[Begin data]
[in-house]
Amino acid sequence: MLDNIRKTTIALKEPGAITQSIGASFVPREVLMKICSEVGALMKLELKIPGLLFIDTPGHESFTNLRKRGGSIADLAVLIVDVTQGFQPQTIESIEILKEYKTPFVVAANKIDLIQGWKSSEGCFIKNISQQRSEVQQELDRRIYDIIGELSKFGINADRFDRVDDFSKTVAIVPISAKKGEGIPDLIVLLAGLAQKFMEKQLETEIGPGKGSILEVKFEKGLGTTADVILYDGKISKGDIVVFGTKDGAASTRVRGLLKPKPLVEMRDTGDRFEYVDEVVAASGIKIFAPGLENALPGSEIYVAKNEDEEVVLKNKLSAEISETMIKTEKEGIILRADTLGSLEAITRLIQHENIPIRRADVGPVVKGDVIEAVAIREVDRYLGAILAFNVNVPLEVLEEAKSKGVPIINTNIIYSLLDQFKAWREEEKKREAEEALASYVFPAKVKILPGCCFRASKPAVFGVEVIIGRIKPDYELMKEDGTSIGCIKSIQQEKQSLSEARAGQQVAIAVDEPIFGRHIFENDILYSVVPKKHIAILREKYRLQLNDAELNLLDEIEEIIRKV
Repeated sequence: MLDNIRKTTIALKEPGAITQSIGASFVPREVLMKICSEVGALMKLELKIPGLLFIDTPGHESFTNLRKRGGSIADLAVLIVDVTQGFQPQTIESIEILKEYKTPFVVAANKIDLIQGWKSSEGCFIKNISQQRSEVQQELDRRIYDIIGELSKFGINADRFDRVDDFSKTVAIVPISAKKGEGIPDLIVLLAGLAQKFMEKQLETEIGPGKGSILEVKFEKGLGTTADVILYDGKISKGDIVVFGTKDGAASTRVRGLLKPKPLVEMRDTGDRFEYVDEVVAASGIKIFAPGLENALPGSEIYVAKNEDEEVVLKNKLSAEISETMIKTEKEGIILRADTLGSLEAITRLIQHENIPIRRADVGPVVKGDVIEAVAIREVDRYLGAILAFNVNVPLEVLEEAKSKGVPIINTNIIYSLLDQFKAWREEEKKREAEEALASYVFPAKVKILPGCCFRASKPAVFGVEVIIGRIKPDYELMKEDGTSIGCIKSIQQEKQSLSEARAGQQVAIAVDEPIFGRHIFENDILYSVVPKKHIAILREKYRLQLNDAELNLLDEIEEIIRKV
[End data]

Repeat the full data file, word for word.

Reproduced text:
[in-house]
Amino acid sequence: MLDNIRKTTIALKEPGAITQSIGASFVPREVLMKICSEVGALMKLELKIPGLLFIDTPGHESFTNLRKRGGSIADLAVLIVDVTQGFQPQTIESIEILKEYKTPFVVAANKIDLIQGWKSSEGCFIKNISQQRSEVQQELDRRIYDIIGELSKFGINADRFDRVDDFSKTVAIVPISAKKGEGIPDLIVLLAGLAQKFMEKQLETEIGPGKGSILEVKFEKGLGTTADVILYDGKISKGDIVVFGTKDGAASTRVRGLLKPKPLVEMRDTGDRFEYVDEVVAASGIKIFAPGLENALPGSEIYVAKNEDEEVVLKNKLSAEISETMIKTEKEGIILRADTLGSLEAITRLIQHENIPIRRADVGPVVKGDVIEAVAIREVDRYLGAILAFNVNVPLEVLEEAKSKGVPIINTNIIYSLLDQFKAWREEEKKREAEEALASYVFPAKVKILPGCCFRASKPAVFGVEVIIGRIKPDYELMKEDGTSIGCIKSIQQEKQSLSEARAGQQVAIAVDEPIFGRHIFENDILYSVVPKKHIAILREKYRLQLNDAELNLLDEIEEIIRKV
Repeated sequence: MLDNIRKTTIALKEPGAITQSIGASFVPREVLMKICSEVGALMKLELKIPGLLFIDTPGHESFTNLRKRGGSIADLAVLIVDVTQGFQPQTIESIEILKEYKTPFVVAANKIDLIQGWKSSEGCFIKNISQQRSEVQQELDRRIYDIIGELSKFGINADRFDRVDDFSKTVAIVPISAKKGEGIPDLIVLLAGLAQKFMEKQLETEIGPGKGSILEVKFEKGLGTTADVILYDGKISKGDIVVFGTKDGAASTRVRGLLKPKPLVEMRDTGDRFEYVDEVVAASGIKIFAPGLENALPGSEIYVAKNEDEEVVLKNKLSAEISETMIKTEKEGIILRADTLGSLEAITRLIQHENIPIRRADVGPVVKGDVIEAVAIREVDRYLGAILAFNVNVPLEVLEEAKSKGVPIINTNIIYSLLDQFKAWREEEKKREAEEALASYVFPAKVKILPGCCFRASKPAVFGVEVIIGRIKPDYELMKEDGTSIGCIKSIQQEKQSLSEARAGQQVAIAVDEPIFGRHIFENDILYSVVPKKHIAILREKYRLQLNDAELNLLDEIEEIIRKV